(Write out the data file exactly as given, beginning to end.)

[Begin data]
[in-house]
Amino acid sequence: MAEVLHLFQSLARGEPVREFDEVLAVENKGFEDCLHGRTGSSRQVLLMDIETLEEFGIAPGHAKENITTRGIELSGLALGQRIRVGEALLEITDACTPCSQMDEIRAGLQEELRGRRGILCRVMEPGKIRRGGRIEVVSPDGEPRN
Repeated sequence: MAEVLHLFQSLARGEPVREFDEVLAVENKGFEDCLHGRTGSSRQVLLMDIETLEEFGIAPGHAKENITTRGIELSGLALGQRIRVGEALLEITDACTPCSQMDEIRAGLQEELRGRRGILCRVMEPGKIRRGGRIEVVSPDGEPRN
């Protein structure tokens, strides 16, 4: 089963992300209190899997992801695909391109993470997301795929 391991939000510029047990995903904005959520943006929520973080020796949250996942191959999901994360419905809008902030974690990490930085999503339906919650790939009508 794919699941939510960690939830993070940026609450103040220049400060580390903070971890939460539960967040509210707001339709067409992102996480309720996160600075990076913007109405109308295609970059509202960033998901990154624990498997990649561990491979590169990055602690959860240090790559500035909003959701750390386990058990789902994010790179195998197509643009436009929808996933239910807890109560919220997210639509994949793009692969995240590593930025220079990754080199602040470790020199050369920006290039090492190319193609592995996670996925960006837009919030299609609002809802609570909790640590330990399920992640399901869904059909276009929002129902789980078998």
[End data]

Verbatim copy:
[in-house]
Amino acid sequence: MAEVLHLFQSLARGEPVREFDEVLAVENKGFEDCLHGRTGSSRQVLLMDIETLEEFGIAPGHAKENITTRGIELSGLALGQRIRVGEALLEITDACTPCSQMDEIRAGLQEELRGRRGILCRVMEPGKIRRGGRIEVVSPDGEPRN
Repeated sequence: MAEVLHLFQSLARGEPVREFDEVLAVENKGFEDCLHGRTGSSRQVLLMDIETLEEFGIAPGHAKENITTRGIELSGLALGQRIRVGEALLEITDACTPCSQMDEIRAGLQEELRGRRGILCRVMEPGKIRRGGRIEVVSPDGEPRN
């Protein structure tokens, strides 16, 4: 089963992300209190899997992801695909391109993470997301795929 391991939000510029047990995903904005959520943006929520973080020796949250996942191959999901994360419905809008902030974690990490930085999503339906919650790939009508 794919699941939510960690939830993070940026609450103040220049400060580390903070971890939460539960967040509210707001339709067409992102996480309720996160600075990076913007109405109308295609970059509202960033998901990154624990498997990649561990491979590169990055602690959860240090790559500035909003959701750390386990058990789902994010790179195998197509643009436009929808996933239910807890109560919220997210639509994949793009692969995240590593930025220079990754080199602040470790020199050369920006290039090492190319193609592995996670996925960006837009919030299609609002809802609570909790640590330990399920992640399901869904059909276009929002129902789980078998």